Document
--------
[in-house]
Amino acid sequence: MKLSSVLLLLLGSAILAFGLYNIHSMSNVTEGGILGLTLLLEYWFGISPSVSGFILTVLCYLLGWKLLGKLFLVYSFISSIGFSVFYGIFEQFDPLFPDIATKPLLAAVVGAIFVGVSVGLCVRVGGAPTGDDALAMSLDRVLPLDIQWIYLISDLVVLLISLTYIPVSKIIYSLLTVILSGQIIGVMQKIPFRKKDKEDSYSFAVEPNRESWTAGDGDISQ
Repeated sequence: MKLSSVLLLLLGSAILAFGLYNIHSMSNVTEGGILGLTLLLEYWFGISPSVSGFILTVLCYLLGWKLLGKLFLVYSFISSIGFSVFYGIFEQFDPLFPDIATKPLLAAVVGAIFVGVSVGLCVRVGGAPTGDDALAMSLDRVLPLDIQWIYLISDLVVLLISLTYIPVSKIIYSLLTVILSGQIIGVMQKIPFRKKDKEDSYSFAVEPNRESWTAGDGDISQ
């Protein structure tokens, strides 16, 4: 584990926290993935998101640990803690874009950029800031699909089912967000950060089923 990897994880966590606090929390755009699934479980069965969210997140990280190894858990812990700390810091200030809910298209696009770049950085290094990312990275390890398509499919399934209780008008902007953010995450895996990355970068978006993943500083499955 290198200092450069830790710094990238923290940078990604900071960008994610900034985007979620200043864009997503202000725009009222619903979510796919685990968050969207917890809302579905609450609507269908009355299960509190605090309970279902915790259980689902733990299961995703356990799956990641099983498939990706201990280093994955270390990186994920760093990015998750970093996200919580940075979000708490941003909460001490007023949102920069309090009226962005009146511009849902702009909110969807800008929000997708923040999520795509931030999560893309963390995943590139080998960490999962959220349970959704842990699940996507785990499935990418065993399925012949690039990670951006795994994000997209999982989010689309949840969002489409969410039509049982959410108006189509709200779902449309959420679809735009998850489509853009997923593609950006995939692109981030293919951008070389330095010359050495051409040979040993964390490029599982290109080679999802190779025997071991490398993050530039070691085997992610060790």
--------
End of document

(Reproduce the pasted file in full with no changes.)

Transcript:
[in-house]
Amino acid sequence: MKLSSVLLLLLGSAILAFGLYNIHSMSNVTEGGILGLTLLLEYWFGISPSVSGFILTVLCYLLGWKLLGKLFLVYSFISSIGFSVFYGIFEQFDPLFPDIATKPLLAAVVGAIFVGVSVGLCVRVGGAPTGDDALAMSLDRVLPLDIQWIYLISDLVVLLISLTYIPVSKIIYSLLTVILSGQIIGVMQKIPFRKKDKEDSYSFAVEPNRESWTAGDGDISQ
Repeated sequence: MKLSSVLLLLLGSAILAFGLYNIHSMSNVTEGGILGLTLLLEYWFGISPSVSGFILTVLCYLLGWKLLGKLFLVYSFISSIGFSVFYGIFEQFDPLFPDIATKPLLAAVVGAIFVGVSVGLCVRVGGAPTGDDALAMSLDRVLPLDIQWIYLISDLVVLLISLTYIPVSKIIYSLLTVILSGQIIGVMQKIPFRKKDKEDSYSFAVEPNRESWTAGDGDISQ
């Protein structure tokens, strides 16, 4: 584990926290993935998101640990803690874009950029800031699909089912967000950060089923 990897994880966590606090929390755009699934479980069965969210997140990280190894858990812990700390810091200030809910298209696009770049950085290094990312990275390890398509499919399934209780008008902007953010995450895996990355970068978006993943500083499955 290198200092450069830790710094990238923290940078990604900071960008994610900034985007979620200043864009997503202000725009009222619903979510796919685990968050969207917890809302579905609450609507269908009355299960509190605090309970279902915790259980689902733990299961995703356990799956990641099983498939990706201990280093994955270390990186994920760093990015998750970093996200919580940075979000708490941003909460001490007023949102920069309090009226962005009146511009849902702009909110969807800008929000997708923040999520795509931030999560893309963390995943590139080998960490999962959220349970959704842990699940996507785990499935990418065993399925012949690039990670951006795994994000997209999982989010689309949840969002489409969410039509049982959410108006189509709200779902449309959420679809735009998850489509853009997923593609950006995939692109981030293919951008070389330095010359050495051409040979040993964390490029599982290109080679999802190779025997071991490398993050530039070691085997992610060790």